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The Well Elderly and Aging

The emergence of a population group identified as the well elderly is the result of social and demographic progress in the industrial world. More elderly people are living longer and poverty, frailty, and dependence are not necessarily the com­mon characteristics attributed to most old people.

The future portends a healthier well elderly population who are better educated and physically as well as emotionally prepared. Society has, at present, begun utilizing their capabilities for the foreseeable future, thus guaranteeing a potentially rich human resource.

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DEPRESSION: The Signs and Aging

We often mistake an old person’s quiet withdrawal and lack of complaint as philosophic acceptance when, in fact, she is putting her best possible face on a bitterly disappointing, humiliating or frightening situation.

Either assumption, that it is normal to be unhappy or that old people are somehow happy about being unhappy, obstructs our view of the person’s true state of mind. Signs of distress deserve attention in old age as much as at any point in the lifespan.

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Successful Litigation Impacting Future Medicaid Payments

Stotler Hayes Group Attorney, Nathan Peters, presented at the Texas Healthcare Association’s Board of Directors meeting on August 21st, 2019. Nathan shared two updates on how Stotler Hayes Group’s (SHG) Texas-based attorneys are successfully fighting to recover every Medicaid dollar available for our clients, and all Texas providers. SHG attorneys have litigated two major issues with the Texas Health and Human Services Commission (THHSC) and both could significantly impact future Medicaid payments in Texas. The issues the cases have dealt with include (1) the THHSC’s denial of an application for failing to exclude inaccessible resources for incapacitated Medicaid Applicants and (2) THHSC’s improper restrictions on Incurred Medical Expenses (IME). By some estimates, the IME payments could alone boost Medicaid provider payments over $40 million annually.

Unlike some state Medicaid agencies, THHSC previously refusing to exclude certain resources when reviewing Medicaid applications for incapacitated individuals. This policy is leading to a significant loss in payments for providers, because affected providers are left without a payor source until the incapacitated resident can secure a guardian with the authority to spend down their resources. Unfortunately for these providers, securing a guardian and spending down resources for incapacitated individuals is often a lengthy and complicated process. However, SHG’s recent victory in the case of Tex. HHS Comm’n v. Marroney, 2019 Tex. App. LEXIS 4298, 2019 WL 2237885 (Tex. App. – Austin May 24, 2019, Pet. Denied) should lead the THHSC to change its policy and start excluding inaccessible resources for incapacitated residents.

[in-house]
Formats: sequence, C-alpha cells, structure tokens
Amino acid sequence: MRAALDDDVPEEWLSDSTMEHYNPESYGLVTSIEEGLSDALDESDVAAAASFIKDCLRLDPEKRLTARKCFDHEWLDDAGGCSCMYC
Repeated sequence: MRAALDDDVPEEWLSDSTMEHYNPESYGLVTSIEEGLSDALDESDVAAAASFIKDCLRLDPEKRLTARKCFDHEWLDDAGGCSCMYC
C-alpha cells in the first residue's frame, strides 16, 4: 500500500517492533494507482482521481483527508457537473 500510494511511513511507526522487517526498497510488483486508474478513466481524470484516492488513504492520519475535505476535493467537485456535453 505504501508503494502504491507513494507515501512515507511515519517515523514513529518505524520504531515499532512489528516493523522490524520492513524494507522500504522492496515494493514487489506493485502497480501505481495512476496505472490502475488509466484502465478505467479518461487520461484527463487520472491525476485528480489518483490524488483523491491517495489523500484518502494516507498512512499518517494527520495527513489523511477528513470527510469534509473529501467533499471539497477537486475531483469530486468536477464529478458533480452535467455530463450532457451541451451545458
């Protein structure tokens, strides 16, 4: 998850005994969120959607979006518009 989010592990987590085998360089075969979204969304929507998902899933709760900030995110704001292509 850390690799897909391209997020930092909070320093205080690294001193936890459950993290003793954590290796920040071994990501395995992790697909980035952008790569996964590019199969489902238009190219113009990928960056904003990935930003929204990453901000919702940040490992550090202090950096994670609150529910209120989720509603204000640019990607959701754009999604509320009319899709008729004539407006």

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QUALITY OF LIFE AND AGING

In almost every book or article on aging, one idea continues to be stressed: longevity is desirable if accompanied by a life of high quality. But, I continue to ask, what makes for such a good life? Most of us want love, meaningful work, safety and security, energy and health, and to varying degrees, power, fame, freedom and wealth, and we want to live in a society that supports these goals.

How can we measure quality of life? There is no simple answer. It is an amorphous concept, constantly changing with the historical period and one’s culture, personal background, stage of life, and socioeconomic status. A person’s definition of quality of life is and should be highly individualized and objective.

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CMS Proposes One-Year Delay for Certain Phase 3 Skilled Nursing Requirements

Changes Made to Compliance and Ethics Programs and Quality Assurance and Performance Improvement Programs

On July 16, 2019, the Centers for Medicare & Medicaid Services (“CMS”) released a pre-publication copy of the revisions (“Proposed Rule”) to Part 483 to Title 42 of the Code of Federal Regulations the Requirements for States and Long-Term Care Facilities (“RoPs”). CMS stated that it identified a number of existing skilled nursing facility requirements that could reduce unnecessary burdens on facilities if they were simplified or eliminated.

The Proposed Rule would alter a over dozen sections of the RoPs, including: (1) resident rights; (2) admissions transfers and discharges; (3) quality of care; (4) nursing services; (5) behavioral health; (6) pharmacy services; (7) food and nutrition services; (8) facility assessments; (9) physical environment; (10) compliance and ethics programs; (11) Quality Assurance and Performance Improvement (“QAPI”) programs; and (12) infection control. The Proposed Rule also proposes to delay implementation to some of these Phase 3 provisions until one year following the effective date of the Proposed Rule.

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